Yep I said it - aspirational stories are nothing without aspirational organizing to back them up.

Quick example: a few years ago Vermont Workers Center took on a campaign for universal health care in the state - something almost everyone said was politically impossible.  foes and allies alike predicted they would have to end up compromising, especially on the inclusion of immigrants in "universal".  They anticipated this wedge and instead of playing to what was supposedly possible began telling a story that would redefine what was possible.  They began saying "universal means universal, health care for all means health care for all" and began organizing vermont residents across color lines by doing shared storytelling about what universal health care meant and how the policy would be weaker if anyone was left out.  Their organizing focused on political education about the role undocumented immigrants played in vermont culture society and the economy and on health care as a human not as a civil right.  When a last ditch amendment came up in their legislature to exclude undocumented immigrants from the bill, thousands of residents came out in protest saying "universal health care means health care for all" and they defeated the amendment, won universal health care for all in Vermont, and redefined what was politically possible.

The struggle now is in implementation, but also in attribution - now a few doctors and other influencers are taking credit for the victory and the role of VWC, organizing in general and the thousands of Vermont residents who fought for the policy was obscured in the national and some local media.  The lesson learned is you ahe to build in processes for sharing that attribution and doing strategic communications to create space for  that harder to digest story of collective victory rather than victory due to a few charismatic leaders shine through.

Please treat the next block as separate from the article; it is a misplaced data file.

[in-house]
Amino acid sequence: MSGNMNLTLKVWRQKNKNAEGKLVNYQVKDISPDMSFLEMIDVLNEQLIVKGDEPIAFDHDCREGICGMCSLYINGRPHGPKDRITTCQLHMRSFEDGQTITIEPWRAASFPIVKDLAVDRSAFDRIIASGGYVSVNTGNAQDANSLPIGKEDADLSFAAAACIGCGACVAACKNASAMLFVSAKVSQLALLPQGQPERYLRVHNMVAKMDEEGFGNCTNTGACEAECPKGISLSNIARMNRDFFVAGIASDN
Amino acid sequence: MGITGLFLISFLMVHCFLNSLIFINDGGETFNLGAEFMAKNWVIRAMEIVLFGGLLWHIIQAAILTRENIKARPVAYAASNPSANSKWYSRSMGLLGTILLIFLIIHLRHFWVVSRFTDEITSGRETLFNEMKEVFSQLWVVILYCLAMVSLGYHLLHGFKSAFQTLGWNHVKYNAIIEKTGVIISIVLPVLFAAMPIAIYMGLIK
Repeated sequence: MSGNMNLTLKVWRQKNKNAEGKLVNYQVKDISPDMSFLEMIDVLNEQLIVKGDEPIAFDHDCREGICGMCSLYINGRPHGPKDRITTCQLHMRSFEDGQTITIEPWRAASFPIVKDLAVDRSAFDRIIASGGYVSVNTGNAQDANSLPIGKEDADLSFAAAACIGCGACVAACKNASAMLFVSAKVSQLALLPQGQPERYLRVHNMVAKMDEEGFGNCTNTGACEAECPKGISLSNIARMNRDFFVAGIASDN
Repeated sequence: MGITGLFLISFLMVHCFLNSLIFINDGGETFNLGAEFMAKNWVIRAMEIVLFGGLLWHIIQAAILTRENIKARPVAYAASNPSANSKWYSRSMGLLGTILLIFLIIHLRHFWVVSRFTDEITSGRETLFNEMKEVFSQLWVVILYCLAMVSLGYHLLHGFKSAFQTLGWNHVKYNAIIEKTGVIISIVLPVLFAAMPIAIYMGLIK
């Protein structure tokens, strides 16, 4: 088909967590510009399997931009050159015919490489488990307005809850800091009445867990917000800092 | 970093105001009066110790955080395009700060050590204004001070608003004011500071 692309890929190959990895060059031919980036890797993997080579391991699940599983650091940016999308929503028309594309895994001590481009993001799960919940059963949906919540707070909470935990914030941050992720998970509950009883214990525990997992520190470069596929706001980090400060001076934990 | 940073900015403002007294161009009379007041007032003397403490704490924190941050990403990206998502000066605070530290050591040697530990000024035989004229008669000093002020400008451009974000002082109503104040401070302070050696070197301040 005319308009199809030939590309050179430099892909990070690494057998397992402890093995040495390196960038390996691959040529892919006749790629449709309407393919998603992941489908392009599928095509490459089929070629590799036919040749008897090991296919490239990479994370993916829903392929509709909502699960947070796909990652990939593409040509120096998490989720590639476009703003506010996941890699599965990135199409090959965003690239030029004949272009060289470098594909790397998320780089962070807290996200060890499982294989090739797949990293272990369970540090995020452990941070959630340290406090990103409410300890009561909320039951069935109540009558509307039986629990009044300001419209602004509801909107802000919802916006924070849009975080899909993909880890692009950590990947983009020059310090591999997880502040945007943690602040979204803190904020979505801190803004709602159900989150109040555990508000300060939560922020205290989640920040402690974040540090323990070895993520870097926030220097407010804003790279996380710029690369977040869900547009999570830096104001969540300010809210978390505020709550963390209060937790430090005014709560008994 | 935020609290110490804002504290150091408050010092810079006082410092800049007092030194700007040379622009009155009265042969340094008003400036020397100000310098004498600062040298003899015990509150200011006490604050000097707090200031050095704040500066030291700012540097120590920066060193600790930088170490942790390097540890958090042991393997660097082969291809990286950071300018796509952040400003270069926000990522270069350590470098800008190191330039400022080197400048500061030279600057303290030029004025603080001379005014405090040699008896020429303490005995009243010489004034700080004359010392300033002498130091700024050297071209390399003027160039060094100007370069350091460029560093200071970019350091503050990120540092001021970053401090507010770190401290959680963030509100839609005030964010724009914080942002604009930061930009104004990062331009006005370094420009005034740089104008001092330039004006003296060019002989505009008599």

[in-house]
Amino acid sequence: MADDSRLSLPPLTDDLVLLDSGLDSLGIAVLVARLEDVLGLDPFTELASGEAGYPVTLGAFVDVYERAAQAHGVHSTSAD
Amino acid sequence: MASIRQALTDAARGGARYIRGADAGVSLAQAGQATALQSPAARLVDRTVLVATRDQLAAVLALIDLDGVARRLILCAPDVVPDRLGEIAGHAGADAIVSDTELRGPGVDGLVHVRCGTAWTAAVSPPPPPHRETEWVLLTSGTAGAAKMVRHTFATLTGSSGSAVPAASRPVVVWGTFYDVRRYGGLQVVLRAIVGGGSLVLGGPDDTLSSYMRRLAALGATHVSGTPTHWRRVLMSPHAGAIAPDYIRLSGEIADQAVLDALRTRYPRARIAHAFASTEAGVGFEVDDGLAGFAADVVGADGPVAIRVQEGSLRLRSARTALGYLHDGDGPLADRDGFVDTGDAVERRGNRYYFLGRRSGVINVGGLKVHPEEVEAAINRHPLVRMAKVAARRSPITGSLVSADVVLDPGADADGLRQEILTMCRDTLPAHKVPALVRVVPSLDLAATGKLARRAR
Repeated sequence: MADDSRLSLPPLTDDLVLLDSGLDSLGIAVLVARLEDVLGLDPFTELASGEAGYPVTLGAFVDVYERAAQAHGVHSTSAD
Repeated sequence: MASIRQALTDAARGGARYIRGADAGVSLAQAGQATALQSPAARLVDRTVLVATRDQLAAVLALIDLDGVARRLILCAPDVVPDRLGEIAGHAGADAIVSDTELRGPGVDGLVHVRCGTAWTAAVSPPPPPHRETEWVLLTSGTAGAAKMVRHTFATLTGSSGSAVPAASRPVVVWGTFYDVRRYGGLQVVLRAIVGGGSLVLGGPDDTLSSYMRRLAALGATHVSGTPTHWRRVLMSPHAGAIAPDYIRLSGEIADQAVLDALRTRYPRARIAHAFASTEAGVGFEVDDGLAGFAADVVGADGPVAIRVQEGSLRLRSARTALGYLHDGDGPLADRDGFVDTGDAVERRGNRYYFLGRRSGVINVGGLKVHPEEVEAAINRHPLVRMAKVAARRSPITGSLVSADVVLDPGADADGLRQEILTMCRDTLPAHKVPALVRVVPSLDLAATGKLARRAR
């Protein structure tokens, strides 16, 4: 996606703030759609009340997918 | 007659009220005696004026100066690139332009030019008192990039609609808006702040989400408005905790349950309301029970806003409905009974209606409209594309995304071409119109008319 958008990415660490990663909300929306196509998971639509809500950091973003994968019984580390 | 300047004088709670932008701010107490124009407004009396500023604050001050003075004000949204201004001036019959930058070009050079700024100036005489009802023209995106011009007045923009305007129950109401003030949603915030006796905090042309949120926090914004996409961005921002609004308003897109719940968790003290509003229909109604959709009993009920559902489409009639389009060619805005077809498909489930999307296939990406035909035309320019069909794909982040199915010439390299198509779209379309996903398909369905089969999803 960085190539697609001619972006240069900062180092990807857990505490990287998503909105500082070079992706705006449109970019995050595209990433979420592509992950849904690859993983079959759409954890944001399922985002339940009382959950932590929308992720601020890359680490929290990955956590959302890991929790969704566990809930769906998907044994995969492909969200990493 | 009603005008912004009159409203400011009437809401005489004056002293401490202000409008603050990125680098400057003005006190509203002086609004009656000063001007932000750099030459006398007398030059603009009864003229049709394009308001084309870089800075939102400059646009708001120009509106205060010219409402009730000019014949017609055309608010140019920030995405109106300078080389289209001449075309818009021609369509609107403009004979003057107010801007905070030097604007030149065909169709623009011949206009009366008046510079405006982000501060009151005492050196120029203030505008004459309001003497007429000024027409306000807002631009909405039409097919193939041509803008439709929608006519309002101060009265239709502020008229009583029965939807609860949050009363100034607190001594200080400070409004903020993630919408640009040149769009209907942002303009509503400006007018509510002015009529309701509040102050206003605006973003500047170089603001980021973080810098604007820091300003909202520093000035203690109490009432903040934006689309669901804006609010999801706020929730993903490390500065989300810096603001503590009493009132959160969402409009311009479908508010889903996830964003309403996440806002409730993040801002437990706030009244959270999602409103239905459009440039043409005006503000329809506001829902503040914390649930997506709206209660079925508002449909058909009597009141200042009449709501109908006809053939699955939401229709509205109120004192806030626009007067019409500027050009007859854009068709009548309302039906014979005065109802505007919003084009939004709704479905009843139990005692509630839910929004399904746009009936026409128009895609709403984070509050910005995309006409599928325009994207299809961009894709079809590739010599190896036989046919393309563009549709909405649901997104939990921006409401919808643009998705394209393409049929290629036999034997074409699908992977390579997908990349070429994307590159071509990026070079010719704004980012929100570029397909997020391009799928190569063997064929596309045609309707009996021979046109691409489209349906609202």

Values, Unity, Participatory Framing

This past April, leaders gathered in New York to reflect on how story-based strategy impacted their campaign strategy. We filmed the talks, posted them in their entirety, and they serve as case studies about what aspirational framing, and how it has worked for groups. 

One of the speakers was James Haslam of the Vermont Workers Center. James echoes Jen's point about the power of mixing the right frame with groundbreaking organizing. One interesting point James makes, which speaks to the role of personal narrative in creating a political narrative, is about discovering shared values:  "In our first phase (of the campaign) we just went out to our communities and we were collecting stories, finding people who wanted to get involved in creating organizing committees in every region of the state. That that was the most important part of our campaign. We were just doing a lot to listening and collecting the stories and not talking about particular legislation and policy but about what our goals were." 

Parin Shah of the Asian Pacific Environmental Network (APEN) elaborates on using partcipatory framing as a way to harness values. He says, "If we are able to strategically link our communications and organizing, and root it in values that we all share, we can build a common narrative for our organization ... We have a strong base and we don't necessarily need help talking to them. We are culturally competent, we are linguistically competent with the folks we work with. But there's this other audience that we need to move in order to shift the power dynamic and in order to shift the policies for the long-term."